As will have been understood, one of the channels of the radio localization mobile receiver 2 that is normally dedicated to receiving satellite radio signals is allocated to receiving the signal Sp transmitted by the pseudolite 1, such that a phase measurement which is a function of the distance between the pseudolite transmitter 1 and the mobile receiver as constituted by the mobile receiver 2 is made available to the processing unit 4.
The processing performed by the unit 4 on the GPS signals is kinematic processing in real time so that the position of the antenna is known with centimeter accuracy. Such processing may, for example, be processing of the type described in the French patent application filed by the present Applicants under the number 94/00523, to which reference may advantageously be made.
The operator moves the antenna 3 of the mobile receiver 2 over a succession of points Pi where the radio satellite signals S are suitably received.
At each of the various points Pi, the receiver 2 determines the coordinates Xi, Yi, and Zi of the point Pi at which it is located, and it performs a phase measurement Ri on the signal transmitted by the pseudolite 1 and received by the GPS receiver 2.
A knowledge of the coordinates of at least four points Pi and of the corresponding phase measurements Ri enables the unit 4 to determine the X, Y and Z coordinates of the point P.
The processing implemented for this purpose by the unit 4 is explained below.
At a point P0 of coordinates X0, Y0, and Z0, the phase measurement is:
R.sub.0 =D.sub.0 +H.sub.0
where D0 is a phase value proportional to the distance between the pseudolite 1 and the receiver 2 and where H0 is the phase difference between the clocks of the pseudolite 1 and of the receiver 2.
At a later time T1, the operator has moved to a point P1 of coordinates X1, Y1, and Z1, and the phase measurement performed by the receiver 2 is as follows:
R.sub.1 =D.sub.1 +H.sub.0 +ΔH.sub.1
where D1 is the new value of phase corresponding to the distance between the pseudolite 1 and the receiver 2, and where ΔH, is the relative slip between the clocks of the receiver 2 and of the pseudolite 1 that has occurred between times T0 and T1.
At a time T2, the operator has moved to a point P2 of coordinates X2, Y2, and Z2. The phase measurement performed is as follows:
R.sub.2 =D.sub.2 +ΔH.sub.0 +H.sub.1 +ΔH.sub.2
where D2 is the phase corresponding to the distance between the receiver 2 at said point P2 and the pseudolite 1, and
where ΔH2 is the relative slip between the clocks of the receiver 2 and the pseudolite 1 that has occurred between times T1 and T2.
The operator continues to perform measurements at a plurality of points Pi with the phase measurement at any given point Pi being as follows: ##EQU1## where Di is the phase corresponding to the distance between the receiver 2 at point Pi and the pseudolite 1, and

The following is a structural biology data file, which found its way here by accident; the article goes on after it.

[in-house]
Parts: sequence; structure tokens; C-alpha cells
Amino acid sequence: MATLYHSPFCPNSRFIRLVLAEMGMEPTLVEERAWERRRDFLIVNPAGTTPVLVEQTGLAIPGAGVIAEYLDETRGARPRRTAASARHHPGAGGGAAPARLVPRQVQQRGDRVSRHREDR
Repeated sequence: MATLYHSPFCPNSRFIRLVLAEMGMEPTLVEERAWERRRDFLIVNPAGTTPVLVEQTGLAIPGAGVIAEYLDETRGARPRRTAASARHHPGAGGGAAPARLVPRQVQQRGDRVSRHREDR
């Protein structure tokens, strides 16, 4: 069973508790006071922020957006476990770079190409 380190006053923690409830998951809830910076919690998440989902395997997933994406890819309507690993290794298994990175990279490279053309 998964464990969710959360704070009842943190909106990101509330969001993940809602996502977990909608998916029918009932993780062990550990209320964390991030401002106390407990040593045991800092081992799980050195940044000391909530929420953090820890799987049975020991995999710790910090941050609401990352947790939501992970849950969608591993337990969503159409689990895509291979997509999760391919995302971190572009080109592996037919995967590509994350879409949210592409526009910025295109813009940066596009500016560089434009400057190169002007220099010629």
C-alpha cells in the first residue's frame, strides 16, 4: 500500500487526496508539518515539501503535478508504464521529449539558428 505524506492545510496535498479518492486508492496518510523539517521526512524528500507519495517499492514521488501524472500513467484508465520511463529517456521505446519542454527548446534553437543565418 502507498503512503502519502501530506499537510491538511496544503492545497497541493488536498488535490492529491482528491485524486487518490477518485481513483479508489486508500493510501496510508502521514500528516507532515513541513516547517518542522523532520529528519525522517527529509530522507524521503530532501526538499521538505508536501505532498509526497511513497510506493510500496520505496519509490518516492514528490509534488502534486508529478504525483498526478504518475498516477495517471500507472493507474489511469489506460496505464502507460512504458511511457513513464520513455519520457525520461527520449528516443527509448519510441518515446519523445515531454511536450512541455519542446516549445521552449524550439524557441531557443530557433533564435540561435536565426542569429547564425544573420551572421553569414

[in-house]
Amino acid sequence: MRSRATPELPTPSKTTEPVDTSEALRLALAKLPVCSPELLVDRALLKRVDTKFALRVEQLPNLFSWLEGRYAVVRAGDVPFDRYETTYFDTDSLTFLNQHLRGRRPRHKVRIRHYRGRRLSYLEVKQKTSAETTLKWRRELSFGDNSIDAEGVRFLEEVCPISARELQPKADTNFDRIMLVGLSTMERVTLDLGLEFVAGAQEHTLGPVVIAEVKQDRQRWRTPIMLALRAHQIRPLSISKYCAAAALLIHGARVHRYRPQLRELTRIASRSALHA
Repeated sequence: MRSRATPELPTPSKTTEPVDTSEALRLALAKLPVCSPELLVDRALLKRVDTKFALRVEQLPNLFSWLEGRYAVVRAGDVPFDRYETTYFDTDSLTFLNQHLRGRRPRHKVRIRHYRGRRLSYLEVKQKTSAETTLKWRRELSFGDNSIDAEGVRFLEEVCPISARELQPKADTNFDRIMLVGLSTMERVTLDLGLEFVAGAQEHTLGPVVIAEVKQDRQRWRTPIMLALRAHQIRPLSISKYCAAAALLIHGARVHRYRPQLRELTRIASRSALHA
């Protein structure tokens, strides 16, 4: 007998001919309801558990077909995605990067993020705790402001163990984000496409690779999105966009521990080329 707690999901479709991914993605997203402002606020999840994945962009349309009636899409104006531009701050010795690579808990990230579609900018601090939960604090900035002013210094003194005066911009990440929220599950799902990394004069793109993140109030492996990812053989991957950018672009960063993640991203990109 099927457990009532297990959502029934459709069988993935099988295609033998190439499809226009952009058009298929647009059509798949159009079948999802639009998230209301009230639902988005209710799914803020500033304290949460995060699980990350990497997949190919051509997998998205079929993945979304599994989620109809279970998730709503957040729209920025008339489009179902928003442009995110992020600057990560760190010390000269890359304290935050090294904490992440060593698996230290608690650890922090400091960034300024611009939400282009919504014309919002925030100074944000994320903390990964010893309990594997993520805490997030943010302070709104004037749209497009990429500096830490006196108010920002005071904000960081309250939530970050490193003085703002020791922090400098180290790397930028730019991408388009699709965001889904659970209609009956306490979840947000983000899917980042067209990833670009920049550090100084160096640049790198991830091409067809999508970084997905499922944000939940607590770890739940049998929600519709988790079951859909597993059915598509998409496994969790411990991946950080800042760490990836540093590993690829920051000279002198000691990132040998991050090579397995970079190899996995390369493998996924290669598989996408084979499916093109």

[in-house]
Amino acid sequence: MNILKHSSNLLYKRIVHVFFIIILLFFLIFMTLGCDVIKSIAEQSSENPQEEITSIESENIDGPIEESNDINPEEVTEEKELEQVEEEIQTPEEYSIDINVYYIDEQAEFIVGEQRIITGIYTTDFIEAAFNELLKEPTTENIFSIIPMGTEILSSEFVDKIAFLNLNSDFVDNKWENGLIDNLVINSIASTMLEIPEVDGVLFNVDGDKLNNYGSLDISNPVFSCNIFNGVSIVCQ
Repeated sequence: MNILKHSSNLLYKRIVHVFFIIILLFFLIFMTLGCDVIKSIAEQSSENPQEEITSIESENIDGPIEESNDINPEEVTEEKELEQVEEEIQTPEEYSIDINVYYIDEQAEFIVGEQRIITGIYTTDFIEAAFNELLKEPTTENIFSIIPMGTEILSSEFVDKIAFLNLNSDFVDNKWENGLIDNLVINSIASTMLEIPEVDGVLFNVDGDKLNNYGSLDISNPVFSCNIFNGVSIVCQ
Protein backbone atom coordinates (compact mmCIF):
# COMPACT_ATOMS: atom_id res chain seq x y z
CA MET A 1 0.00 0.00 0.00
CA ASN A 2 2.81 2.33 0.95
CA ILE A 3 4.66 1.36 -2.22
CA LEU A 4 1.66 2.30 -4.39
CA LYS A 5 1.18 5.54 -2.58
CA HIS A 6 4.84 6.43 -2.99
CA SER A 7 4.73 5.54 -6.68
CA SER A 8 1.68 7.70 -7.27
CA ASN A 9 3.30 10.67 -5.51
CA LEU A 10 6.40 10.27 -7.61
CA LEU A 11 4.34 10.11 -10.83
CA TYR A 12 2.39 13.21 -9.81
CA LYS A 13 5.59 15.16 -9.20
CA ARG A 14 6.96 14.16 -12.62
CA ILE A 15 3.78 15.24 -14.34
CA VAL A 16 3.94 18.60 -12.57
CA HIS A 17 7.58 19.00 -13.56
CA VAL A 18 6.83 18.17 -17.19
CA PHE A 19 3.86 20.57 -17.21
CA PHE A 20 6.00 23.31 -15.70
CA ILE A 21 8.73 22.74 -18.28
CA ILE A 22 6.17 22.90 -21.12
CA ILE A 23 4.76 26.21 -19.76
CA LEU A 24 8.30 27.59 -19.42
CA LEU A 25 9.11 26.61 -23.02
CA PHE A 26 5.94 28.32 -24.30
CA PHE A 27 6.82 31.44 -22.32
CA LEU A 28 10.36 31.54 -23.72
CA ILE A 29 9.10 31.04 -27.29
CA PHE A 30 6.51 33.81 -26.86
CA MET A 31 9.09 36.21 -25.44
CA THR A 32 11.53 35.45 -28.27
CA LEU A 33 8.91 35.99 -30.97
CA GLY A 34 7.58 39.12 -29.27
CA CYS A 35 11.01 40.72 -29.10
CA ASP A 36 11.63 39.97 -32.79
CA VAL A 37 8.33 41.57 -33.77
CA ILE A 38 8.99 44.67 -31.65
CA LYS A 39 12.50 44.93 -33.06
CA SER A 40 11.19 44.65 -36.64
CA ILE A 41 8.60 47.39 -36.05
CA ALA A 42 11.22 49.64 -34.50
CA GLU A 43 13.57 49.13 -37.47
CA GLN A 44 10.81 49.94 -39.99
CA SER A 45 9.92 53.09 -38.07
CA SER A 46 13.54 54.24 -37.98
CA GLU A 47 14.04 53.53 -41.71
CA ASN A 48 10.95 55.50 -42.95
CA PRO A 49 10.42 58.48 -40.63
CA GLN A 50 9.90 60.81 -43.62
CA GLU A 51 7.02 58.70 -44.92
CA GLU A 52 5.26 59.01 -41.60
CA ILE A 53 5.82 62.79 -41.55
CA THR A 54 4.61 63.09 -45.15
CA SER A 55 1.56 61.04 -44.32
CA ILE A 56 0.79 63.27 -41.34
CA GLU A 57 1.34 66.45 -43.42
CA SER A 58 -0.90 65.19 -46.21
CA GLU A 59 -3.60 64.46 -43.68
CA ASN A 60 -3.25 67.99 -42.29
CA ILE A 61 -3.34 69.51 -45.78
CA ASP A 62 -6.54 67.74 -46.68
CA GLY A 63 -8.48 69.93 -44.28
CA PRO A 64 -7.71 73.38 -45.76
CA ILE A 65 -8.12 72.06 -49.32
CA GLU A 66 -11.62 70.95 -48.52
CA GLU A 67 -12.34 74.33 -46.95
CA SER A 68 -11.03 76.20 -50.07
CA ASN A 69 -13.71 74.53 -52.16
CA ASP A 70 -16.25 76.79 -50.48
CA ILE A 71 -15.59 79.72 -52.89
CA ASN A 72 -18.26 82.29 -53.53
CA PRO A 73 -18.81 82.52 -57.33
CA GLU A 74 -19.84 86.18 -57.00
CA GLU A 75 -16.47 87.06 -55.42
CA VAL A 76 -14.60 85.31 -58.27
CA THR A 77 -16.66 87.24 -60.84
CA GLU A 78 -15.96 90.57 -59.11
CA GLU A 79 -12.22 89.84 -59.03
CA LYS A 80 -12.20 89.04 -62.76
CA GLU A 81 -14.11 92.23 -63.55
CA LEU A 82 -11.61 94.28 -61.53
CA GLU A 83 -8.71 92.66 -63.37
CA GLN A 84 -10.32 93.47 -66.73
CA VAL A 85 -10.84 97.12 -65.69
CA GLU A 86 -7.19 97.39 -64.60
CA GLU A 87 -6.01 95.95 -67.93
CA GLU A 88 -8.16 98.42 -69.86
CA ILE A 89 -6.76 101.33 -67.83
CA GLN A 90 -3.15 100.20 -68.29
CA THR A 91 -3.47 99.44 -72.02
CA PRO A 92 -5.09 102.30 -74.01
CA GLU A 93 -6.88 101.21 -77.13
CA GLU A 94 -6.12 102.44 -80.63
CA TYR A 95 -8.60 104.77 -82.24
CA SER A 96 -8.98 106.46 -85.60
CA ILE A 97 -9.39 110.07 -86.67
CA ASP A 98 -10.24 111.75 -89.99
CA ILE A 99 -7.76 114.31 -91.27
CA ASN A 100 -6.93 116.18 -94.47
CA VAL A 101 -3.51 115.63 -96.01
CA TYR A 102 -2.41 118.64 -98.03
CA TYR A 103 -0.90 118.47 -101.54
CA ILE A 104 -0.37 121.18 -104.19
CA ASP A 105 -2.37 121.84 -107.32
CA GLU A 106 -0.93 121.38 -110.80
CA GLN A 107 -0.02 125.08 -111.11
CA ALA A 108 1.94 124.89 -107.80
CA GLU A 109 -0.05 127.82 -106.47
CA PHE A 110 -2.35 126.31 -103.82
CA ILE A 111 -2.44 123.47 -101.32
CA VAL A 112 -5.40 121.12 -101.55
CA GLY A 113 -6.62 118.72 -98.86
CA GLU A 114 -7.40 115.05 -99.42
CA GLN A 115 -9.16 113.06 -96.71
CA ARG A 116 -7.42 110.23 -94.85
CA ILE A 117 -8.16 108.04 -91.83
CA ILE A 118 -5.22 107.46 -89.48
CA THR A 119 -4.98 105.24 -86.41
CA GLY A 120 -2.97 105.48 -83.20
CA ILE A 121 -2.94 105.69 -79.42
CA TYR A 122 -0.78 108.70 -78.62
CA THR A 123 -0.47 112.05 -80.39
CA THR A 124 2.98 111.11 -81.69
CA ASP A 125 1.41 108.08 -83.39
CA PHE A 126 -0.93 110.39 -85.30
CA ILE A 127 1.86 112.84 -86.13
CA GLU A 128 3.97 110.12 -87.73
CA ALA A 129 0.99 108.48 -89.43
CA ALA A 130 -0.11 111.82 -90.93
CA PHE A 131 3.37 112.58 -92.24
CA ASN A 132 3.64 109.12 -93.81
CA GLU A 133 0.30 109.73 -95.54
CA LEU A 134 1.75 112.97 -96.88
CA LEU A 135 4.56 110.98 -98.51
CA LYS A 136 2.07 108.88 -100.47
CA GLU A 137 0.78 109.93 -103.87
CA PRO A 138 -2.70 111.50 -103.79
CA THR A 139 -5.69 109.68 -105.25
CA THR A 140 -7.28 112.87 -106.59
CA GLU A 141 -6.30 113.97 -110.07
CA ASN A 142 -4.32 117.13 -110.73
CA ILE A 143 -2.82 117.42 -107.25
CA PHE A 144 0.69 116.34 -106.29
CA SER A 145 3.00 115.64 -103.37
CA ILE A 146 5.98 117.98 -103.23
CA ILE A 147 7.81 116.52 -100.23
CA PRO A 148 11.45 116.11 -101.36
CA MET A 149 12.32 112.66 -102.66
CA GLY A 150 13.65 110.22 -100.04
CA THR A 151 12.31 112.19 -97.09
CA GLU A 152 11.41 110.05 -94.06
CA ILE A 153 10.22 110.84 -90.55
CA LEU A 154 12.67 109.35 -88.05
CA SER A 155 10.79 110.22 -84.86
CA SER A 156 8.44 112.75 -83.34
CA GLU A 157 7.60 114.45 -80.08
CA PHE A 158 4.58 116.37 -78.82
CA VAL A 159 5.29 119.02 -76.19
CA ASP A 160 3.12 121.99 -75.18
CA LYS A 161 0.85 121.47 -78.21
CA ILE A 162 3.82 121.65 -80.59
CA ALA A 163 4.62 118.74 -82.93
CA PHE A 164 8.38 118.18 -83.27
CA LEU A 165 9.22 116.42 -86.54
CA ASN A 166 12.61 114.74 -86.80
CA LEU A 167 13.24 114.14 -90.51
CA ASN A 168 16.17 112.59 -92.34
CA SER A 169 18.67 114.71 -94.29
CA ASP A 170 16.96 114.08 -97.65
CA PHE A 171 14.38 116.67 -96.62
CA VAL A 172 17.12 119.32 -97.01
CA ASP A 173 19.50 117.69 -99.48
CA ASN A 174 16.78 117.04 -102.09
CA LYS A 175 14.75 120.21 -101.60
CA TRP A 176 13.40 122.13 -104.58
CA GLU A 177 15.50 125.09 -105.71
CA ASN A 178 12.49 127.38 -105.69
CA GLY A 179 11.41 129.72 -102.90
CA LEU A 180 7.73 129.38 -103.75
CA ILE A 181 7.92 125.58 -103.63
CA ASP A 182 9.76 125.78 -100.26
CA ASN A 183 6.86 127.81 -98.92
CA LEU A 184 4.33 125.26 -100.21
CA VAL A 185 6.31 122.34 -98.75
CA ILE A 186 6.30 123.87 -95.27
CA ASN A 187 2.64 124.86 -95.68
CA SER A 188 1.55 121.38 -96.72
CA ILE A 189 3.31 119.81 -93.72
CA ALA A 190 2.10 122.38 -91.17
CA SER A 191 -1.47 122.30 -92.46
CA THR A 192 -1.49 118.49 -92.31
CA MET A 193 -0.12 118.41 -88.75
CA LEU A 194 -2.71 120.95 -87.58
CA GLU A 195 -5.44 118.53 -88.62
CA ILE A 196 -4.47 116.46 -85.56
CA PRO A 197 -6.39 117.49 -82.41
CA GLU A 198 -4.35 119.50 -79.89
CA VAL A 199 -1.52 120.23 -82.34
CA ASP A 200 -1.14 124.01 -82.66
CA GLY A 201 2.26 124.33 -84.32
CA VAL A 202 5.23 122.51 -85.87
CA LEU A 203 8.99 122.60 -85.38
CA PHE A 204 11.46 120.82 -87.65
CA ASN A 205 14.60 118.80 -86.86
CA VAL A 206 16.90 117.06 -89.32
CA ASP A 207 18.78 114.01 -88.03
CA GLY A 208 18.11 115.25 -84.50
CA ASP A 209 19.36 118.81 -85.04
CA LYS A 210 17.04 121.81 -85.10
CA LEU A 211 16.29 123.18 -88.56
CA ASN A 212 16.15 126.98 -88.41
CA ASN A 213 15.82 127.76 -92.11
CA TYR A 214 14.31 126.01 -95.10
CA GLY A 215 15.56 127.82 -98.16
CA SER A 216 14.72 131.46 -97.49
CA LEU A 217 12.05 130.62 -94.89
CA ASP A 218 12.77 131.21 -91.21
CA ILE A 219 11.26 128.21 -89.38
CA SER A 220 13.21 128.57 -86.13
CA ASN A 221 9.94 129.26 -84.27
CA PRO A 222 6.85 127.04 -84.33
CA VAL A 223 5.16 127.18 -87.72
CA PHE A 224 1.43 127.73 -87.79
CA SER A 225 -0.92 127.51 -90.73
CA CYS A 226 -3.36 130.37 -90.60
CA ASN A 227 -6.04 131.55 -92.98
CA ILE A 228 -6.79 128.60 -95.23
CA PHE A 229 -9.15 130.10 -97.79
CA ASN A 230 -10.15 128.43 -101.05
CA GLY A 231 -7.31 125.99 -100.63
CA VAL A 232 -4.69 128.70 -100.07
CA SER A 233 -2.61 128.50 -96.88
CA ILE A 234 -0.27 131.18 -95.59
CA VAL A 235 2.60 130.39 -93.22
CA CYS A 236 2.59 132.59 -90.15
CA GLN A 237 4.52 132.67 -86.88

where ΔHi is the relative slip between the clocks of the receiver 2 and of the pseudolite 1 that has occurred between Ti-1 and Ti.
The slip values AHi are computed by the unit 4 by taking the difference between the slip ΔHi(2-5) between the receiver 2 and the beacon 5 and the slip ΔHi(5-1) between the beacon 5 and the pseudolite 1.
The slip value ΔHi(2-5) is computed by the unit 4 and is a by-product of determining the coordinates of point Pi.
The second slip value (ΔHi(5-1)) can be determined by two ways :
if the correction beacon 5 is installed in sight of the pseudolite 1, a special channel can be allocated thereto in the same manner as channel allocation for the receiver 2, thereby enabling it to receive signals transmitted by the pseudolite 1. The distance between the beacon 5 and the pseudolite 1 being constant, the phase slip measured by the beacon 5 in the signal emitted by the pseudolite 1 corresponds to relative slip between the clocks of the beacon 5 and the pseudolite 1. This information is sent by the beacon 5 to the receiver 2 ;
if beacon 5 is out of sight of a pseudolite 1, the solution is to lock the slip of the clock of pseudolite 1 on the clock of the beacon 5. Thus, the values ΔHi(2-5) are all equal to 0 and ΔHi(1-2)=ΔHi(1-5).
Being in the vicinity of the mobile receiver 2, the pseudolite 1 receives the emitted signals of beacon 5 in the same way as the mobile receiver 2. Therefore, to lock the two clock slips on each other, one can modulate the carrier emitted by beacon 5 on a frequency which is a submultiple of its clock, the pseudolite 1 being provided with means for the receiving and the decoding of this information. The techniques for the locking of a clock on another by an hertzian link are well known from the man skilled in the art.